“By Christianity, I mean that form of religion which consists of piety – the love of God, and morality – the keeping of His laws. That Christianity is not the Christianity of the Christian church, nor of any sect. It is the ideal religion which the human race has been groping for….By Democracy, I mean government over all the people, by all the people and for the sake of all….This is not a democracy of the parties, but it is an ideal government, the reign of righteousness, the kingdom of justice, which all noble hearts long for, and labor to produce, the ideal whereunto mankind slowly draws near.” [13]

The early abolitionists who saw the issue framed in terms of their religious faith declared slavery a sin against God and man that demanded immediate action.” [14] For them the issue was a matter of faith and belief in which compromise of any kind, including the gradual elimination of slavery or any other halfway measures were unacceptable. “William Lloyd Garrison and his fellow abolitionists believed the nation faced a clear choice between damnation and salvation,” [15] a cry that can be heard in much of today’s political debate regarding a number of social issues with religious components including abortion, gay rights and immigration. Harrison wrote that “Our program of immediate emancipation and assimilation, I maintained, was the only panacea, the only Christian solution, to an unbearable program.” [16] The abolitionists identified:

“their cause with the cause of freedom, and with the interests of large and relatively unorganized special groups such as laborers and immigrants, the abolitionists considered themselves to be, and convinced many others that they were, the sole remaining protectors of civil rights.” [17]

The arguments were frequently and eloquently rooted in profoundly religious terms common to evangelical Christianity and the Second Great Awakening. One of the leading historians of the era, Henry Wilson of Massachusetts, a Radical Republican and Abolitionist who served as a United States Senator and Vice President in Ulysses Grant’s second administration provides a good example of this. He wrote in his post war history of the events leading to the war explaining basic understanding of the religiously minded abolitionists during the period:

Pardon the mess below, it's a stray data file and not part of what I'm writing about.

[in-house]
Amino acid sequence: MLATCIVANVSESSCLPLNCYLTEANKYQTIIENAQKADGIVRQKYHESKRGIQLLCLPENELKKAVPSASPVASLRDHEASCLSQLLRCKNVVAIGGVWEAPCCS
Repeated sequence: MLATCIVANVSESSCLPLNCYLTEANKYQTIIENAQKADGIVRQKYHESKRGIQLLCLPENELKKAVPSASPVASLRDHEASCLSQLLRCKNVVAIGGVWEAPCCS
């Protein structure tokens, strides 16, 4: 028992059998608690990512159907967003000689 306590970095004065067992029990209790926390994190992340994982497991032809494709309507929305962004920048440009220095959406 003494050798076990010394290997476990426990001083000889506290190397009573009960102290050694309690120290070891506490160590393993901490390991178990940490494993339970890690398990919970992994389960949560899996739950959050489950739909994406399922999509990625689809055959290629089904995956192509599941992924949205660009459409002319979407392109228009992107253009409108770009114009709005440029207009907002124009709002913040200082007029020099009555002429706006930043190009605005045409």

“God’s Holy Word declares that man was doomed to eat his bread in the sweat of his face. History and tradition teach that the indolent, the crafty, and the strong, unmindful of human rights, have ever sought to evade this Divine decree by filching their bread from the constrained and unpaid toil of others…

American slavery reduced man, created in the Divine image, to property….It made him a beast of burden in the field of toil, an outcast in social life, a cipher in courts of law, and a pariah in the house of God. To claim for himself, or to use himself for his own benefit or benefit of wife and child, was deemed a crime. His master could dispose of his person at will, and of everything acquired by his enforced and unrequited toil.

This complete subversion of the natural rights of millions…constituted a system antagonistic to the doctrines of reason and the monitions of conscience, and developed and gratified the most intense spirit of personal pride, a love of class distinctions, and the lust of dominion. Hence a commanding power, ever sensitive, jealous, proscriptive, dominating, and aggressive, which was recognized and fitly characterized as the Slave Power…” [18]

The religious abolitionists took aim at the Southern churches and church leaders who they believed only buttressed slavery but “had become pawns of wealthy slaveholders and southern theologians apologists for oppression.” [19] As the abolitionist movement spread through Northern churches, especially those with ties to the evangelicalism of the Great Awakenings, and for “Evangelical northerners, the belief in individual spiritual and personal rights and personal religious activism made such involvement necessary.” [20]

For Baptists the issue created a deep polarization with northern Baptists mobilizing around abolitionist principles which came out of their association with English Baptists who had been at the forefront of the abolitionist movement in England where the Reverend William Knibb, who also led the fight to end slavery in Jamaica “became an impassioned defender of the human rights of blacks….his flamboyant speeches aroused the people against slavery.” [21] The Baptist Union in England sent a lengthy letter to the Baptist Triennial Convention in the United States on December 31st 1833 in which they condemned “the slave system…as a sin to be abandoned, and not an evil to be mitigated,” and in which they urged all American Baptists to do all in their power to “effect its speedy overthrow.” [22]